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Discussion in 'CB Antennas' started by Capt'nCrunch, Mar 10, 2010.
Never put a gamma on the top of the horizontal element, this is to prevent heavy birds from roosting on it.
Vertical elements should be positioned, when possible, so water cannot settle and not drain out of the capacitor section.
Gammas can be mounted either to the top or bottom side of the vertical element, depending on considerations above.
Im guessing the gammamatch is still attached to the radiating element ? in that case..
Is there anywhere we could back-up those claims?, im a bit sceptic..i dont think it will make the forward pattern much tighter..and reduce back rejection..
If the forward patern becomes much tighter, that would probarbly implicates the gain would enhance too.
And if the front to back improved..that often means the gain will go down or you will sacrifice in bandwidth.
If it is true...why wouldnt all the antenna companies use it in that way. Everyone wants a tigther pattern and better FB ?
Ofcourse i understand that your thougths are that it is true..but is there any change i could get some facts ?
In any case, placing that match in front of, or behind the element isn't going to change the gain or 'sharpness' of the resulting radiation pattern, or it's F/B ratio.
A gamma match 'skews' the radiation pattern of a beam? Yes, VERY slightly. And so do a 'ton' of other things near that directional antenna, that's normal. The 'perfectly' formed, 'smooth', pattern representations you see are the results of statistical 'smoothing' done to make the resulting pattern uniform. All the antenna modeling programs do that. And YOU do that when graphic the results of taking measurements and plotting them on paper. You sort of 'average' out the plotted points, make it a 'smooth' curve.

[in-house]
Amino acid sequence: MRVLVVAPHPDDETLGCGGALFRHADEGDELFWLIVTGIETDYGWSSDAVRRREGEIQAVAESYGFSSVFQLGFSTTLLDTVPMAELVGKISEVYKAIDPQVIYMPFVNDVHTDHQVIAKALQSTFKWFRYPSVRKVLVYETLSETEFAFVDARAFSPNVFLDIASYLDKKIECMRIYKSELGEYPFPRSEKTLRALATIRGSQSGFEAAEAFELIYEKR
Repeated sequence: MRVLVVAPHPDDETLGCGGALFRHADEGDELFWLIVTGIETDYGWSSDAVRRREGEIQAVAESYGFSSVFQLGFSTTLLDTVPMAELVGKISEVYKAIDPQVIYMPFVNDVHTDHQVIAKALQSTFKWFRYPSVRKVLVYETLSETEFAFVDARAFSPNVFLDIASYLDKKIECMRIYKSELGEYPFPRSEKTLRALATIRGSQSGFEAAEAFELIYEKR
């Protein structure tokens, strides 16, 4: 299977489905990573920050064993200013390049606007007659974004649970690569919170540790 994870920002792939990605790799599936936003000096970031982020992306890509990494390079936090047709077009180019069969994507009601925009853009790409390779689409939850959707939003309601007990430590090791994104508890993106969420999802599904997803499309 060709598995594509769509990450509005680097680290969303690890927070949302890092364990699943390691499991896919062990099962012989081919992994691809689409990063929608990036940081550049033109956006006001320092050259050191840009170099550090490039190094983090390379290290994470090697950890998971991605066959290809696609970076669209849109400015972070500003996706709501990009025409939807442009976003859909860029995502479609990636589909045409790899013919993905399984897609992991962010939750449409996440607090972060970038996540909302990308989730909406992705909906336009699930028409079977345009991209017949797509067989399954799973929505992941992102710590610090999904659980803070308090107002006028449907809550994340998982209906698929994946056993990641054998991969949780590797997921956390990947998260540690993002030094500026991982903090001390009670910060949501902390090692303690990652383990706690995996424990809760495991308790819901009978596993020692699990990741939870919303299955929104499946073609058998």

And then when you come down to actually putting a directional antenna into use, does your rotor really point things that accurately? There's no 'play' in the whole structure that the wind doesn't 'play' with? Those "one degree" marks on that rotor indicator's dial are for filling spaces, not because the rotor is that accurate. (They do make handy reference marks though.)
[Reminds me a lot of the 'jiggle' correction thingy in the newer digital cameras, but you'd better have some extra memory for that thing to work.]
Why don't you find those matching devices on top of, or below the driven element? Mostly because it increases the 'sail' area of the antenna, which isn't the best idea in the world.
Think about it, then tell me how I'm wrong.
In most antenna designs, the feedline impedance will be 50 ohms, but usually the feed point impedance of the Yagi is rarely 50 ohms. In most cases it can vary from approximately 40 ohms to around 10 ohms, depending upon the number of elements, their spacing and the antenna's pattern bandwidth. If the feedline impedance does not equal the feed point impedance, the driven element cannot transfer the rf energy effectively from the transmitter, thus reflecting it back to the feedline resulting in a Standing Wave Ratio.
It seems to me the reasons for the Gamma Match is to match impedance and it doesn't matter if its to the left, right, or center. I like the bottom left side on driven element. A WELL FED YAGI IS A HAPPY YAGI!
I will tell the folks down here that have done extensive testing with the same antenna and the only changes they have made were changing the position of the gamma. They are the ones that did it and I have witnessed the effect first hand but like I said have never done it myself.
I like to have the gamma under the boom on the driven element myself. It has always seemed easier to get the desired tuning that way. This is what I have found, your experiences may differ.
BC, I question how that little bit could result in on-air detectable results too, but you saw what you saw. I'm curious, why don't you describe for us how the testing was done and what you observed?